Robert Scott’s letter in last week’s Citizen deserves to be challenged on (at least) three counts.
1. His belief that SNP politicians wish to cut off relations with the UK is quite misguided. Rather, the aim is to interact with other countries as an equal rather than a subordinate nation. This would entail the freedom to borrow and invest as suits our own population, circumstances and resources.
2. To call Kate Forbes, Scottish Finance Minister “chief malcontent” is unfair. She pointed out that in the summer statement, the Barnett consequentials for Scotland would be £21 million and not the £30 billion that the Tories claimed. She was accused of lying and faced a barrage of abuse from Jackson Carlaw and other Scottish Tories. However, it turned out she was right. Peter Phillips from the Institute of Fiscal Studies, after further research, drew attention to Treasury fiddles and lack of transparency, saying “the Scottish Government won’t, as I initially presumed, get extra funding . . . it will get £21 million, the figure quoted by the Scottish Finance Minister.”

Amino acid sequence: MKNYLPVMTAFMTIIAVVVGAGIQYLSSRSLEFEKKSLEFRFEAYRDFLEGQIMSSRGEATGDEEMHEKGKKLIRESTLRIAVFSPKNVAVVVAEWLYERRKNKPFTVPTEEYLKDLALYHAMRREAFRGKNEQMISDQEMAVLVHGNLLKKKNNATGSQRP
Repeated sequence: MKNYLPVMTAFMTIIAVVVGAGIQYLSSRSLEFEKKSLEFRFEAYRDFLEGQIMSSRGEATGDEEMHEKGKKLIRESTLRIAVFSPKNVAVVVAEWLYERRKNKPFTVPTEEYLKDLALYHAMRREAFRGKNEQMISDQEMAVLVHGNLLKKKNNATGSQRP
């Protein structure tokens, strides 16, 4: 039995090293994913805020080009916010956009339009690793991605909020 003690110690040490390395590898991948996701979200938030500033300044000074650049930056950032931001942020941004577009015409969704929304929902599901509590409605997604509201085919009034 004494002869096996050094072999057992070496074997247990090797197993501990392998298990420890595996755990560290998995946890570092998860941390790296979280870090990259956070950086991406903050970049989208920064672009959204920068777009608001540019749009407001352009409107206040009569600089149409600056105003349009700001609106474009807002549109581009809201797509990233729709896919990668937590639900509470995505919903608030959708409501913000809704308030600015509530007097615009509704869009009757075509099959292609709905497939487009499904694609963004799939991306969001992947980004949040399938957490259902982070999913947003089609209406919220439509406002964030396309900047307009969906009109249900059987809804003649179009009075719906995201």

3. Mr Scott moans and groans that Westminster SNP MPs “continue to moan and groan.” However, they are well justified in drawing attention to the UK Government’s wish to turn back the clock and steal our democratically-won devolved powers. Pursuing this action could pose a real threat to the health and wellbeing of Scottish people, for example through lower food standards and erosion of minimum unit pricing for alcohol.
Dr Susan Pollock